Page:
I'm about to write a sentence that I'm sure I've never written before: We went to Gay Day at Dollywood today. The annual event is similar to the unofficial gay days at other parks, like Disneyland, Disney World and such. It's an unofficial, word-of-mouth event where gays and lesbians show up en masse to a park, wear red shirts and spend the day having a blast and raising visibility of the gay community in a fun environment.
We've been to gay days at Disneyland and Disney World. Both are huge events bringing in thousands of attendees. Dollywood's crowd was quite a bit smaller, which made it seem all the more important for us to be there. This is Pigeon Forge, Tennessee we're talking about here. Being out and visible here is very different from being out in Orlando or Anaheim. We went with a couple of new friends, rode rides, enjoyed junk food and basked in the down-home glam of Dolly Parton's world.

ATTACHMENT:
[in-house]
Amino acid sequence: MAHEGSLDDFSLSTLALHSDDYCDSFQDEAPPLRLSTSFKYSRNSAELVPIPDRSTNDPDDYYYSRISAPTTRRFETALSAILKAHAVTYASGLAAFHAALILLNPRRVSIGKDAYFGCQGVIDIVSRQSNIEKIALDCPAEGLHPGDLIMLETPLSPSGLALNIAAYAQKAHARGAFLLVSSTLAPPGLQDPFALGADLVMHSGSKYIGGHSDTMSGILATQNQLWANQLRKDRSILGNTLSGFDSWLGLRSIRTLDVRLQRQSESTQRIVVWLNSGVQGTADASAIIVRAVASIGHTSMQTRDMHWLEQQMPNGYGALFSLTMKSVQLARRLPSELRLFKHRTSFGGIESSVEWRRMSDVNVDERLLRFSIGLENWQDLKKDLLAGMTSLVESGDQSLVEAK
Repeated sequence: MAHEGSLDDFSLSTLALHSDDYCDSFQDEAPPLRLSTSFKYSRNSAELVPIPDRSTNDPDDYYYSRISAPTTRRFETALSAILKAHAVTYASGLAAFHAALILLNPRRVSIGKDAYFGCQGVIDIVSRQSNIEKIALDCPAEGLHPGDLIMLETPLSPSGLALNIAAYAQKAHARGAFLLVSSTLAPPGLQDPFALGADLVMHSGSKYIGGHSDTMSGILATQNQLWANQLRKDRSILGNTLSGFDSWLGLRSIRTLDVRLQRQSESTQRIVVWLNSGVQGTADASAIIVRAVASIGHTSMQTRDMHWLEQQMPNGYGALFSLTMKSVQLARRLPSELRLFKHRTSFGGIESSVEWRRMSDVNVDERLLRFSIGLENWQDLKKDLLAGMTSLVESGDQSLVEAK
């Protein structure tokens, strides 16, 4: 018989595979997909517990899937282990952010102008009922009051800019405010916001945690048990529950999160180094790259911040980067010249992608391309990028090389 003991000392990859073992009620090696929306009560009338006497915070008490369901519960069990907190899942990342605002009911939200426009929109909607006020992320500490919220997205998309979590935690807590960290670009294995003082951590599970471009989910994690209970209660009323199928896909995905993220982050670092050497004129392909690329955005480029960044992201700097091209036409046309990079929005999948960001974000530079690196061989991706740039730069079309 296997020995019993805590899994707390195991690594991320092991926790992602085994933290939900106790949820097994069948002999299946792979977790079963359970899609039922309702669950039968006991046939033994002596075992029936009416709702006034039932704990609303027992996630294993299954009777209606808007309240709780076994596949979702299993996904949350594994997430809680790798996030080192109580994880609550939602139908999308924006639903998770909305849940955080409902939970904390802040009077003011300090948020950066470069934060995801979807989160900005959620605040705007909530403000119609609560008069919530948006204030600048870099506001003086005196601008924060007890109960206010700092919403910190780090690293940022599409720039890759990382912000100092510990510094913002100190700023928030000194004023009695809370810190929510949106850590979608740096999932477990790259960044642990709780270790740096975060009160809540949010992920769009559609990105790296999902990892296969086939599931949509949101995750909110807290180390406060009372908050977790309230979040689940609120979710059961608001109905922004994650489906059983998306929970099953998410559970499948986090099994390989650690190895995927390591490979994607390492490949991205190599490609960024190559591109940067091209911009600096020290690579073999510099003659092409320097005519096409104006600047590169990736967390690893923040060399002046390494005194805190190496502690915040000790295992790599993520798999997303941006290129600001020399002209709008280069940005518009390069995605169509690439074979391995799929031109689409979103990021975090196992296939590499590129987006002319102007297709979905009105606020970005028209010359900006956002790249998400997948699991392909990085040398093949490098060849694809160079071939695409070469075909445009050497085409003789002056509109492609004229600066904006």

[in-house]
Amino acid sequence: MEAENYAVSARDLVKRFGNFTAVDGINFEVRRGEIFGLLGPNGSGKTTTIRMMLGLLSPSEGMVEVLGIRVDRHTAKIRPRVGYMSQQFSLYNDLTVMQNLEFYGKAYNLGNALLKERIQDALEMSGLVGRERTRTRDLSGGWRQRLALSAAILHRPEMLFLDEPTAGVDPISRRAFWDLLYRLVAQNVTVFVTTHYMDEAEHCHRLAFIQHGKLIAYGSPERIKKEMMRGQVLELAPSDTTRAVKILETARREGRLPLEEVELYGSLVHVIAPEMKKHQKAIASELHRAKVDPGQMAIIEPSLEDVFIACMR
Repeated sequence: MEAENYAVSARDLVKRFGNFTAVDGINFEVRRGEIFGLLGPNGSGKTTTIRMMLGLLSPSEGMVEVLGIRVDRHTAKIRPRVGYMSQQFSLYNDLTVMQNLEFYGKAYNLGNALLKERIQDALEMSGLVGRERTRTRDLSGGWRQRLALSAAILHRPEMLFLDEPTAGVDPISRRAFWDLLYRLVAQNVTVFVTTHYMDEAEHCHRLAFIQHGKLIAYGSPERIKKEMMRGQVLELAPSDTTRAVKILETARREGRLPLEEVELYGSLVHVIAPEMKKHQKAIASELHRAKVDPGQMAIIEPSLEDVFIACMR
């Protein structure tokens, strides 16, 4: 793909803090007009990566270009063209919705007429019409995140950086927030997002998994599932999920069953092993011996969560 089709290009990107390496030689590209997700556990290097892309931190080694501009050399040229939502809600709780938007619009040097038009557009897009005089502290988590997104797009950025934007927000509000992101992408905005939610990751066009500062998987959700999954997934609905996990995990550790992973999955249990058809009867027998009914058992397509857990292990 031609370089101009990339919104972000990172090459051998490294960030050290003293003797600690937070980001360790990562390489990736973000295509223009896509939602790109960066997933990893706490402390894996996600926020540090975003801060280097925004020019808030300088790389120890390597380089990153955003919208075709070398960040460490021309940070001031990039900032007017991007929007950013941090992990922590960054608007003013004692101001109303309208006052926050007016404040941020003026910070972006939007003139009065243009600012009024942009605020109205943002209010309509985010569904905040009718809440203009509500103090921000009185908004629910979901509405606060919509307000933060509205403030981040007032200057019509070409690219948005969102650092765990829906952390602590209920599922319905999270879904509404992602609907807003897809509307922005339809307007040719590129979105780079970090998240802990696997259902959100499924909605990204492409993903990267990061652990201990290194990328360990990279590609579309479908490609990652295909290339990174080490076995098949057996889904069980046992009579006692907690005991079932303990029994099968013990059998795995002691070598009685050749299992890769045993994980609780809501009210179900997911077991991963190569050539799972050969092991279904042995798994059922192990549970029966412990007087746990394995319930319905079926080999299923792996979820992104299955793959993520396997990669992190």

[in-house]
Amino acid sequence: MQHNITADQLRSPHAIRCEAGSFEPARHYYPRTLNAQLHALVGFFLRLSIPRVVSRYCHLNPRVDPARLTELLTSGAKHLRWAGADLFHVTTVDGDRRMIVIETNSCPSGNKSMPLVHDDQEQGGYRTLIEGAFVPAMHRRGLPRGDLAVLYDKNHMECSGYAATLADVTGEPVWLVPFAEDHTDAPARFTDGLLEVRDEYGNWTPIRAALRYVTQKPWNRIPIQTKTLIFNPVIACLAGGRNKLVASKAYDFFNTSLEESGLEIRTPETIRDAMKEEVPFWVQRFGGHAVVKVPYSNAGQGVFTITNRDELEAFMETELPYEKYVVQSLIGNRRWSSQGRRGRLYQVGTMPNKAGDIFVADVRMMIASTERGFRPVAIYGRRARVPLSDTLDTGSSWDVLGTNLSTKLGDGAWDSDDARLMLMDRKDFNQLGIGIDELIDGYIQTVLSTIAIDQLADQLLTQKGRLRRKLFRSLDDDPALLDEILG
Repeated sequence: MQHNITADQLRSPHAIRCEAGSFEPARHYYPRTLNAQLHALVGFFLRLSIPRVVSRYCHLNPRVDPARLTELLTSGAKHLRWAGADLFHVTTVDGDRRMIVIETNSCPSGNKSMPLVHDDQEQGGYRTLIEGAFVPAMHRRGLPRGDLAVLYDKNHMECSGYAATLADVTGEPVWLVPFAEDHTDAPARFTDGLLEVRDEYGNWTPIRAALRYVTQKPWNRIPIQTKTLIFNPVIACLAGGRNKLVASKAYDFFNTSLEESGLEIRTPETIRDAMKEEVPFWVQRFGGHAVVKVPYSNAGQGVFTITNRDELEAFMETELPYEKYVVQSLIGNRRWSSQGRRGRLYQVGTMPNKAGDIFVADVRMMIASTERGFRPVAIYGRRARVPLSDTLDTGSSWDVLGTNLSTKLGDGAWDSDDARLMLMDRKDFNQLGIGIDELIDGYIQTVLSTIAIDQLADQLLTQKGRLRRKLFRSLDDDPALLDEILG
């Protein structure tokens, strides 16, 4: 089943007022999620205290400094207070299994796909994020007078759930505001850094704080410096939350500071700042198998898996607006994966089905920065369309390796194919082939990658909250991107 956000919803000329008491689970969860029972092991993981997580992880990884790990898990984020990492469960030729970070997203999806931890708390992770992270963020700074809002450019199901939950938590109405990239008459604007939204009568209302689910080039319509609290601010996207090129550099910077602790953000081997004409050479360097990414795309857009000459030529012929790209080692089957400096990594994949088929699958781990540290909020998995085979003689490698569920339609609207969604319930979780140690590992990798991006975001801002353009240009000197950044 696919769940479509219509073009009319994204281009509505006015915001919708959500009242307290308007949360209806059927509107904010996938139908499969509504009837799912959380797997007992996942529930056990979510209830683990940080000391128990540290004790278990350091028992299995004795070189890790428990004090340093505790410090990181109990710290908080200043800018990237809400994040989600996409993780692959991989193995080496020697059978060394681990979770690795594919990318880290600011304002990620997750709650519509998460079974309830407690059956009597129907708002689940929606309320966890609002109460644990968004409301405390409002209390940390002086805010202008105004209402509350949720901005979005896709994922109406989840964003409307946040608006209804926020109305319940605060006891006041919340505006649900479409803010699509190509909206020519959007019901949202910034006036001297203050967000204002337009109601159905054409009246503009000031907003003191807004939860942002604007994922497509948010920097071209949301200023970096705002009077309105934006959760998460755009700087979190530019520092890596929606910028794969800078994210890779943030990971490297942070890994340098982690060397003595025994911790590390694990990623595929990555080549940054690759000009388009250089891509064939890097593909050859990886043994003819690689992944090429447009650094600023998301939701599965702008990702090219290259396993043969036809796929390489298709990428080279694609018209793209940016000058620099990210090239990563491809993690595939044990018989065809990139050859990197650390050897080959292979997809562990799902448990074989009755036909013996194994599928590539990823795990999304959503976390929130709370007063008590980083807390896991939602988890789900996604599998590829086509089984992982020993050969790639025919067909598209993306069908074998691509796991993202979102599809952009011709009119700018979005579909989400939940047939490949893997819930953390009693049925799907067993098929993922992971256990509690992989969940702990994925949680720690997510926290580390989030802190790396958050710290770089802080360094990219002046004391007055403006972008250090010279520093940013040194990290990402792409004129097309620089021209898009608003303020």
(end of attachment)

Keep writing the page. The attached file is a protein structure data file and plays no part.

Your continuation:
We had just finished up lunch and were chatting about what to do next, when all of a sudden, an employee was standing next to our table. I only noticed him out of the corner of my eye. Then he spoke, "You gonna be a hairdresser?" We are four gay men from wildly different backgrounds and experiences, but we all had the same reaction. Eyes narrowed. Fists clenched. Backs straightened. It's the gay "fight or flight" reaction. What was this guy trying to pull? Was this lame attempt to bully a group of gay guys really all he could come up with? We all focused on him. There was safety in numbers. We had each other's backs. Plus, we had brothers and sisters all around us. He picked the wrong day to make some Archie Bunker era joke about gay hairdressers.
That's when we noticed the little girl at the table next to us...braiding her friend's hair. She smiled at the employee and shrugged, and he went on his way. We all exchanged glances and broke up, laughing.
"I thought he was talking to you!"
"No, he was talking to you!"
It never goes away, that survival instinct we develop as gay children, then pretend we don't need as out and proud gay adults. But it's there, just beneath the surface, waiting to make fists, put shields up or tell us to run, run as fast as you can. A shared moment among comrades, each willing to take on the perceived enemy, willing to raise holy hell in the middle of the food court in Dollywood.
We decided to ride the roller coaster again.